build trust and accountability among the team; and as a result, the players are willing to give
more of themselves for the greater good of the team. In addition to the increase in physical
commitment to the team, players and coaches become more open to the ideas of sharing
information and making suggestions. According to Dess & Picken, 2000, there are five elements
that must be addressed if this type of relationship is to exist. First, the gathering and sharing of
information must become a part of the daily culture. Second, everyone in the organization must
be involved, regardless of their pay grade. Third information gathered must be focused on what
is relevant to the organization. Next, there must be a process implemented that ensures
information is collected, processed, and communicated in an accurate and timely fashion.
Finally, every member of the organization needs to be motivated to participate in the new culture
of information gathering and communication.
The leader-follower theory is a theory that is focused on relationships in a given
organization. It is vital for leaders and followers to know, and be comfortable in their role in the
relationship. Leaders must be very active in getting to know those who follow them so they can
utilize the best possible leadership style for the situation. In addition, those who choose to
follow must recognize the leaders authority, be willing to follow, be put in a situation that allows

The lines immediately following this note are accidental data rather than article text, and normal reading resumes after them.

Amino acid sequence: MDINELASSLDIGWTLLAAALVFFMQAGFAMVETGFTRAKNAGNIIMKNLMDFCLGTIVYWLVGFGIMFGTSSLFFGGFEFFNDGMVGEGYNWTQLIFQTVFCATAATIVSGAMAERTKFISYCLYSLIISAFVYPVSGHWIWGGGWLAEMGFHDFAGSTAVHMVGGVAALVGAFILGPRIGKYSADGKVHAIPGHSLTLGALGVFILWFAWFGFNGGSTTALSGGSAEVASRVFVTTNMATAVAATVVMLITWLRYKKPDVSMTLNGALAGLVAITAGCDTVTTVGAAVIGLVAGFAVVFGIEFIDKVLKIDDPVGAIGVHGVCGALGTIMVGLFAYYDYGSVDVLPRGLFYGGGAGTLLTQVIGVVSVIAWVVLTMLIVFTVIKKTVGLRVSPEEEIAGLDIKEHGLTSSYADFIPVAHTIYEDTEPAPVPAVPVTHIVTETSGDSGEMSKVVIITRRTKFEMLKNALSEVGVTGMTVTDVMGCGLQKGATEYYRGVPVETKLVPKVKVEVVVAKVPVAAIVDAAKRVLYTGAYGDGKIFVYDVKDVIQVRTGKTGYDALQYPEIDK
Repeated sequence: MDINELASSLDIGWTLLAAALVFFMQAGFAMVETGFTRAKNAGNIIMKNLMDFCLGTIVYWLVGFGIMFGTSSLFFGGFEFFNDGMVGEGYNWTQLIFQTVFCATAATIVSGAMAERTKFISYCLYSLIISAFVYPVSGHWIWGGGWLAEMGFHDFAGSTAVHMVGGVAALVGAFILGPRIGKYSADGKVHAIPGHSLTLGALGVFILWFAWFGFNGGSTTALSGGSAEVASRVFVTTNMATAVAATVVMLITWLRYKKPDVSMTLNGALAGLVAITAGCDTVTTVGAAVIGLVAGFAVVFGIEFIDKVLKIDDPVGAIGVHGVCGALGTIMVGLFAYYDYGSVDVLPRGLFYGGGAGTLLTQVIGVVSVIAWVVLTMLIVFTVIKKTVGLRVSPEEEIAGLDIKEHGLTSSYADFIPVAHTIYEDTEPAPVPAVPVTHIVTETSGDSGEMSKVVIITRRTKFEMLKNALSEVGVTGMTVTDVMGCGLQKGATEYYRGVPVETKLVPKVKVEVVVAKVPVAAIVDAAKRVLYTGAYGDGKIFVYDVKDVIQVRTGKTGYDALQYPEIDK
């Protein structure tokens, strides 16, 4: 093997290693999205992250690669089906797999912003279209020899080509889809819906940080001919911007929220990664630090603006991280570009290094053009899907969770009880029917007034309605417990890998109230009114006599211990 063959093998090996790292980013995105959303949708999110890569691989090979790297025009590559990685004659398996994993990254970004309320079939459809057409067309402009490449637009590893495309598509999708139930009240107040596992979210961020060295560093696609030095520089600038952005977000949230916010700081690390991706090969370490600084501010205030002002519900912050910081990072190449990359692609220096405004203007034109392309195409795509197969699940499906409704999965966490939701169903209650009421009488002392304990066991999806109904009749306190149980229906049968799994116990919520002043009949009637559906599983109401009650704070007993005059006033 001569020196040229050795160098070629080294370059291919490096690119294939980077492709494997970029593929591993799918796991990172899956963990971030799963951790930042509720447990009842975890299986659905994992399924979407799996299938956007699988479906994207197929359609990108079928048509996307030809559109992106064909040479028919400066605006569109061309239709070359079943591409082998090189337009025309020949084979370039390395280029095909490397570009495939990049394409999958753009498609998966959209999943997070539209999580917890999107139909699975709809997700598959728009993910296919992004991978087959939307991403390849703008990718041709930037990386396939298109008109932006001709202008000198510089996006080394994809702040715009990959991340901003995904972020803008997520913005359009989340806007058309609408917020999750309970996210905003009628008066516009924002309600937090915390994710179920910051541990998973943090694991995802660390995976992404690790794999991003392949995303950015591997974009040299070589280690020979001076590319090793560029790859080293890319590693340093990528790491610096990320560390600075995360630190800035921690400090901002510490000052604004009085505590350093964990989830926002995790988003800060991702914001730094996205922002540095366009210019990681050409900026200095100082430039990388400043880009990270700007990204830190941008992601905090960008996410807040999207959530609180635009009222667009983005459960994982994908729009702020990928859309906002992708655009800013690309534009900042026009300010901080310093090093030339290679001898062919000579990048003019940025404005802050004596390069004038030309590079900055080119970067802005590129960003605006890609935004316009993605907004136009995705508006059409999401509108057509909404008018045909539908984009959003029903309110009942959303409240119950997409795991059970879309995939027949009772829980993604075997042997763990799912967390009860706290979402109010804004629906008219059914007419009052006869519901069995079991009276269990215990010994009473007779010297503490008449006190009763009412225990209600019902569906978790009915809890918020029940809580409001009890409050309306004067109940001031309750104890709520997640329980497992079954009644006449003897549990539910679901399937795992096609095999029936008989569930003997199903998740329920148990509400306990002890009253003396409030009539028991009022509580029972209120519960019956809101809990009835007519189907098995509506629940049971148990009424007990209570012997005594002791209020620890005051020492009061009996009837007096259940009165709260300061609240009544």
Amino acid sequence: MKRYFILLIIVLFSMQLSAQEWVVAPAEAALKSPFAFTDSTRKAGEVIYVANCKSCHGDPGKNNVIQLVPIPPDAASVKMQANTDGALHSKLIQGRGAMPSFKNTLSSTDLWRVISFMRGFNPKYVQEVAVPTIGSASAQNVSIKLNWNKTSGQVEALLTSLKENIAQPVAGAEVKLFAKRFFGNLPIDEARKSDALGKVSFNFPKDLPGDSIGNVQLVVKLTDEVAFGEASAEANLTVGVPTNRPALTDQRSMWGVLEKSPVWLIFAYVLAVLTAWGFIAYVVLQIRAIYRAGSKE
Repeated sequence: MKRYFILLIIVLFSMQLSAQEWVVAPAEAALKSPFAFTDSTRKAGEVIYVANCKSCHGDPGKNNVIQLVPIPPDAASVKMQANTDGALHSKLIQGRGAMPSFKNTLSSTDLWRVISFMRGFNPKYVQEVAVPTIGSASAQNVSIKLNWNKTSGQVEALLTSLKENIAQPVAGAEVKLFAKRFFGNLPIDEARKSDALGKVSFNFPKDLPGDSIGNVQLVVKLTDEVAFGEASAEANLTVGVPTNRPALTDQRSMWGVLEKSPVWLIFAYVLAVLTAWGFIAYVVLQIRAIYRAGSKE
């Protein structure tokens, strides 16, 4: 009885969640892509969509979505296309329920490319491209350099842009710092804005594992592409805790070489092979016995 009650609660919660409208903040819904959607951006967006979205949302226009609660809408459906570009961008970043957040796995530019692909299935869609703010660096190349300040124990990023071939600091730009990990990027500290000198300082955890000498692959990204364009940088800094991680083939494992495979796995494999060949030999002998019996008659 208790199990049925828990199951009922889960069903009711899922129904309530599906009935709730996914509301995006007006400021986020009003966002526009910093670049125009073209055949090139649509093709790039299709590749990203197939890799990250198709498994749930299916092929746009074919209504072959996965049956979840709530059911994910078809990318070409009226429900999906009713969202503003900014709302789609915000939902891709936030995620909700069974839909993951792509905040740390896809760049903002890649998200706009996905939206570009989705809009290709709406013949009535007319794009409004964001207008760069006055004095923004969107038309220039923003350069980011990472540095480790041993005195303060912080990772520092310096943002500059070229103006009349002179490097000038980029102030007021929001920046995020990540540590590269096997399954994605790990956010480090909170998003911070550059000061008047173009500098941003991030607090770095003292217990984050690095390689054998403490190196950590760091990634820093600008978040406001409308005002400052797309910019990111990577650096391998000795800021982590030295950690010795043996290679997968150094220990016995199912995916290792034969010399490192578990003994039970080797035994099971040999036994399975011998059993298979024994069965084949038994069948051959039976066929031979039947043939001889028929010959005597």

them to participate in the process, and be motivated to be a great follower. In order for a leaderfollower relationship to thrive, each member of the organization must believe in the values of the
organization, and respect the various cultures that exist.


Hollander, E.P., & Webb, W.B. (1955). Leadership, followership, and friendship: An analysis of
peer nominations. Journal of Abnormal and Social Psychology, 50, 163-167.
Kouzes, J.M., & Posner, B.Z., (1987). The leadership challenge: How to get extraordinary
things done in organizations. San Francisco: Jossey-Bass.
Schriesheim, C.A. (1978). Development, validation and application of the new leader behavior
and expectancy research instruments. Unpublished doctoral dissertation, Ohio State
University, Columbus, OH.
Dess, G.G., & Picken, J.C. (2000). Changing Roles: Leadership in the 21st Century.
Organizational Dynamics, 28(3), 18, 16.